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Hong Kong Issues South Korea MERS Travel Warning
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Author:  niman [ Mon Jun 08, 2015 8:17 am ]
Post subject:  Hong Kong Issues South Korea MERS Travel Warning

Hong Kong Issues South Korea MERS Travel Warning

Author:  niman [ Mon Jun 08, 2015 8:18 am ]
Post subject:  Re: Hong Kong Issues South Korea MERS Travel Warning

MONDAY, JUNE 08, 2015

08 JUNE, 2015, 04:03 PM
Hong Kong issues South Korea travel warning in 'serious' response to Mers outbreak
Hong Kong this afternoon raised its response to Middle East respiratory syndrome from alert to serious level as South Korea confirmed six deaths and 87 infections from an outbreak of the virus.

Author:  niman [ Mon Jun 08, 2015 8:19 pm ]
Post subject:  Re: Hong Kong Issues South Korea MERS Travel Warning

Hong Kong issues South Korea warning in ‘serious’ response to Mers outbreak
Response level now 'serious' given growing risk of a community outbreak in South Korea, and people are advised to avoid visiting the country
PUBLISHED : Monday, 08 June, 2015, 11:22am
UPDATED : Tuesday, 09 June, 2015, 2:00am
Emily Tsang and Reuters

Dr Ko Wing-man advised against all non-essential travel to South Korea. Photo: Franke Tsang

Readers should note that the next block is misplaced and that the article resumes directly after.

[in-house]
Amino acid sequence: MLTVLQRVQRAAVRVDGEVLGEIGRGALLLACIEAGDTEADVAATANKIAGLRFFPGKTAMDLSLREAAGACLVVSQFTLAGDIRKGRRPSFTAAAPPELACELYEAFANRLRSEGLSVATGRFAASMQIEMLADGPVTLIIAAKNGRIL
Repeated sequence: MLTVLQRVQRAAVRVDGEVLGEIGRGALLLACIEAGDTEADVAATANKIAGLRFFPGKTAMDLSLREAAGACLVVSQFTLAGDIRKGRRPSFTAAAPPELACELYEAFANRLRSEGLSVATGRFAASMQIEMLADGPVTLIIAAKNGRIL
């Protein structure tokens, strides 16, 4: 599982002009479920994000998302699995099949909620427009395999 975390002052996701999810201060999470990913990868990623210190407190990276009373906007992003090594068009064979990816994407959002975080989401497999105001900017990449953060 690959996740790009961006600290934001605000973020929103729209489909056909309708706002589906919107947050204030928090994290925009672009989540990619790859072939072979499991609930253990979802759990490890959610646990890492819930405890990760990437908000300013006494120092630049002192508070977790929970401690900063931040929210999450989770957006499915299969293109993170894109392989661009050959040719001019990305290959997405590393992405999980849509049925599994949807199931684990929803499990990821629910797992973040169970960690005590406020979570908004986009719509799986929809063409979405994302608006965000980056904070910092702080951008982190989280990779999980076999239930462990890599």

Hong Kong raised its health response level against Middle East respiratory syndrome (Mers) yesterday from "alert" to "serious" as the government urged the public to avoid visiting South Korea given the rising death toll and surge in infections there.

Secretary for Food and Health Dr Ko Wing-man advised against all unnecessary travel, but the government stopped short of imposing a travel ban.

The decision came after South Korea reported 23 new infections and the death of an 80-year-old man yesterday, pushing its death toll to six and the total number of cases to 87. With such a spike, South Korea now has the second-highest number of infections, after Saudi Arabia.

Watch: Hong Kong sets 'serious' response to Mers outbreak in South Korea

The Hong Kong government's move is seen as unusual and pre-emptive given that under its preparedness plan, a "serious" alert is usually prompted by the confirmation of a small cluster of virus cases locally. There have been no local cases, although China's first confirmed Mers patient flew into the city from South Korea on his way to the mainland.